How Janet Jackson is Responsible for YouTube’s Start
It is 2020 and we live in a world where YouTube is a dominant source of entertainment and education. Living without the video platform wouldn’t be entirely impossible, but at this stage in the game, it is hard to imagine life without it.
You have Janet Jackson to partially thank for that, as she was the catalyst for its creation, and it stemmed from one event.
Janet Jackson got in trouble
Remember Super Bowl XXXVIII from 2004? More than 140 million viewers tuned in for the game between the Carolina Panthers and New England Patriots, but the most memorable moment from the event happened during the halftime show.
MTV produced the high-profile event which included multiple headliners. Janet Jackson was one of the performers and she invited the newly solo Justin Timberlake on stage with her.
During a rendition of his single, “Rock Your Body,” he pulled down part of her bustier, revealing her nipple on live television.
Immediately after, CBS and the FCC were flooded with complaints, and Jackson was berated by the networks and media for “indecent exposure.”
Dubbed “Nipplegate,” the controversy continued to haunt her for years even though Timberlake was part of it too. Those few seconds on stage spawned the idea for YouTube.
YouTube founders claim Janet Jackson is inspiration
One of YouTube’s three co-founders, Jawed Karim, said it was hard to find footage of the infamous breast reveal online, and that led to an opportunity.
At the time, TiVo was the go-to platform to replay recorded video content. If that performance would have happened today, it would have gone viral on multiple social media sites.
According to USA Today, Karim brought his idea for a video sharing site to Steve Chen and Chad Hurley at a dinner party Chen was hosting. From there, the three friends went to work on launching YouTube. At the time, all of them were former PayPal employees and under age 30.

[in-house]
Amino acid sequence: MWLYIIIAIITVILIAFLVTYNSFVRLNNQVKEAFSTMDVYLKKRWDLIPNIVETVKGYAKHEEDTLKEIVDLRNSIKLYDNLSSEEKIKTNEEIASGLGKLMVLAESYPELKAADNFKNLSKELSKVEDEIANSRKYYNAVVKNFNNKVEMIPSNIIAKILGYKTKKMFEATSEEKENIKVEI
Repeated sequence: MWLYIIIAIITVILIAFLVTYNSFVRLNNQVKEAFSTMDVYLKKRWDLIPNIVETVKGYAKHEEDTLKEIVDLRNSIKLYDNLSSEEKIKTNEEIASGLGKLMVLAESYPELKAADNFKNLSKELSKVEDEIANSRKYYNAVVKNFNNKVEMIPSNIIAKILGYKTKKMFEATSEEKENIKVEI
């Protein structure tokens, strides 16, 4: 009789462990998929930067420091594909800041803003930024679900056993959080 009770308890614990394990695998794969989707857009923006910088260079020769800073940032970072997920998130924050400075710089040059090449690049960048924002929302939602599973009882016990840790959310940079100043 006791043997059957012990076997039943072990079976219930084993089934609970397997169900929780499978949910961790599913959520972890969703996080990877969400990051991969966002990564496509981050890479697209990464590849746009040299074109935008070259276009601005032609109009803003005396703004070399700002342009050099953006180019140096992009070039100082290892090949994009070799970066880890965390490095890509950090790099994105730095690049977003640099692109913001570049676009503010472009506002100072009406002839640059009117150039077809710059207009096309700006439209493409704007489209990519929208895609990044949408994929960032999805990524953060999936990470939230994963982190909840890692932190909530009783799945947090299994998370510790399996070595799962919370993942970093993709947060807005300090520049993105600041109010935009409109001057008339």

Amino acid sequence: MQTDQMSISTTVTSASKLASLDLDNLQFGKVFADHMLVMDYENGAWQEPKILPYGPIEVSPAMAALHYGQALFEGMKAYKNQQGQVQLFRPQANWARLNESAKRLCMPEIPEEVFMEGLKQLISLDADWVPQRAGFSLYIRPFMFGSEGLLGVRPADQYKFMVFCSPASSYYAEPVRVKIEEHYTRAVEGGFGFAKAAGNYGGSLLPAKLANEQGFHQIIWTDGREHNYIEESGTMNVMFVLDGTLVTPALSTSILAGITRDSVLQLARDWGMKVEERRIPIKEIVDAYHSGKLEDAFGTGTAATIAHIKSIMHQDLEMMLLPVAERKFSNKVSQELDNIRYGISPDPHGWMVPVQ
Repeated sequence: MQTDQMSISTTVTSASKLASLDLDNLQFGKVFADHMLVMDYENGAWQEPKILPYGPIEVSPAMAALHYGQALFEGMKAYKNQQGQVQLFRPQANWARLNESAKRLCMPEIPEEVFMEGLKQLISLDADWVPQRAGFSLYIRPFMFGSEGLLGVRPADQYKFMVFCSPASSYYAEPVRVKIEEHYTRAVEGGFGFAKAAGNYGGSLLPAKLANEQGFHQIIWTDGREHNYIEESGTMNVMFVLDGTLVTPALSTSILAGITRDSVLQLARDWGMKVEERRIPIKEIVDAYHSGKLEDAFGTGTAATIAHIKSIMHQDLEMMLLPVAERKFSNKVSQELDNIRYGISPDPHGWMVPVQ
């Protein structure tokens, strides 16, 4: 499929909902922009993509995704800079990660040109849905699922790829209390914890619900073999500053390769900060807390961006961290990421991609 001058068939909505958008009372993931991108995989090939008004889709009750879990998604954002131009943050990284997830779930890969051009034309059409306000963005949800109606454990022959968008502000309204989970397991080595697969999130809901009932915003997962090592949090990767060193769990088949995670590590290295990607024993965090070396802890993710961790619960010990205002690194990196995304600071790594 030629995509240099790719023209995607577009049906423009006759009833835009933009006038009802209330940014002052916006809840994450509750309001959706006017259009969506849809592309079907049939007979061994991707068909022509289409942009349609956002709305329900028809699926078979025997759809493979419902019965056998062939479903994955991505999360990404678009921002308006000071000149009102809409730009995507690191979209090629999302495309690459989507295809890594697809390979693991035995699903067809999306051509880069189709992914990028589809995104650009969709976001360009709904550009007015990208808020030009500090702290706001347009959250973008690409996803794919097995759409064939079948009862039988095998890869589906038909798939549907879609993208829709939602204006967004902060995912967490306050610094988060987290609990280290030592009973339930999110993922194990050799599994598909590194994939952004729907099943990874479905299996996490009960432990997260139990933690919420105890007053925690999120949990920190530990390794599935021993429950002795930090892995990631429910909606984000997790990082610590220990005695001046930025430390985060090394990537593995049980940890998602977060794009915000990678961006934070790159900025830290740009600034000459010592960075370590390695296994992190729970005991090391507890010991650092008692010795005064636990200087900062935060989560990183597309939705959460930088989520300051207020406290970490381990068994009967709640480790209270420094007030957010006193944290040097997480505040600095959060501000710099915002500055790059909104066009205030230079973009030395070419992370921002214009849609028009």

Chen and Hurley took on leadership roles in the company, while Karim acted behind the scenes. YouTube officially was born in February 2005 and went live in May 2005. But guess what? The Timberlake/Jackson video wasn’t even the first one posted to the site. It was the one below.
YouTube grew exponentially after that
According to The New York Times, the early months of YouTube only had a few dozen videos. By December 2005, the growth had shot up, and they had hundreds of millions of views per month.
In the fall of 2006, the founders received a legendary offer from Google to purchase the site for more than $1 billion. In those early days, much of the content was produced by everyday people sharing original videos or moments gleaned from TV.
Today, the site boasts hundreds of millions of daily users and an astronomical number of videos, some created by YouTube itself.
The site is so large now that there are multiple divisions in place to oversee music, advertising, web television series (such as Cobra Kai), and famous vloggers.
Things have come far for YouTube since 2005, and today, you’ll also find multiple clips of the controversial Janet Jackson-Justin Timberlake Super Bowl performance.